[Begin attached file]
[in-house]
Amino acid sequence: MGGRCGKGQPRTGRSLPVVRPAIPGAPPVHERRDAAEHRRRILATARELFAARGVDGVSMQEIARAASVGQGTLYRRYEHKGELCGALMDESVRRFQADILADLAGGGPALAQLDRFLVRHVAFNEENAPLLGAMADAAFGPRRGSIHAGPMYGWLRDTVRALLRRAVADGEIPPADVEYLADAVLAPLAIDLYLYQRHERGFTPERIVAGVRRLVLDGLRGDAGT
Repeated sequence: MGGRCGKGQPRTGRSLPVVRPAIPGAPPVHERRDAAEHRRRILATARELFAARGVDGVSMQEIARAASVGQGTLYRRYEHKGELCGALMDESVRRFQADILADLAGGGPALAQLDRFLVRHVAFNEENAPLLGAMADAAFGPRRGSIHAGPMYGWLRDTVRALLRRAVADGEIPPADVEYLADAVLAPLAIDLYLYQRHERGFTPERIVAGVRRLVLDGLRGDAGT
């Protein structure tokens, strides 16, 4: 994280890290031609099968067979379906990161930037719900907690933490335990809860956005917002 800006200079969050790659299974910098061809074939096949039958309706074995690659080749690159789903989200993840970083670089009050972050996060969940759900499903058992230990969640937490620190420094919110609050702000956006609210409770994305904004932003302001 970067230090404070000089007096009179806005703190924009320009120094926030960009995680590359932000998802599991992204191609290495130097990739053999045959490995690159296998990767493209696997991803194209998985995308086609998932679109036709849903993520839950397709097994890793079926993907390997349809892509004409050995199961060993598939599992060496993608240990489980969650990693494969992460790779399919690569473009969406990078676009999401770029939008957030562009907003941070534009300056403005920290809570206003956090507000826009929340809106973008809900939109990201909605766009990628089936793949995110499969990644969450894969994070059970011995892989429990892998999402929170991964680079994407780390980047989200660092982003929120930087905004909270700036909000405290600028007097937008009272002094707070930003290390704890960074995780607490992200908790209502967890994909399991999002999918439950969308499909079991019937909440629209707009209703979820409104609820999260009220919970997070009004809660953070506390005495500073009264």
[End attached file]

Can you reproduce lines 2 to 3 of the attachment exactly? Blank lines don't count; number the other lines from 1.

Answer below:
Amino acid sequence: MGGRCGKGQPRTGRSLPVVRPAIPGAPPVHERRDAAEHRRRILATARELFAARGVDGVSMQEIARAASVGQGTLYRRYEHKGELCGALMDESVRRFQADILADLAGGGPALAQLDRFLVRHVAFNEENAPLLGAMADAAFGPRRGSIHAGPMYGWLRDTVRALLRRAVADGEIPPADVEYLADAVLAPLAIDLYLYQRHERGFTPERIVAGVRRLVLDGLRGDAGT
Repeated sequence: MGGRCGKGQPRTGRSLPVVRPAIPGAPPVHERRDAAEHRRRILATARELFAARGVDGVSMQEIARAASVGQGTLYRRYEHKGELCGALMDESVRRFQADILADLAGGGPALAQLDRFLVRHVAFNEENAPLLGAMADAAFGPRRGSIHAGPMYGWLRDTVRALLRRAVADGEIPPADVEYLADAVLAPLAIDLYLYQRHERGFTPERIVAGVRRLVLDGLRGDAGT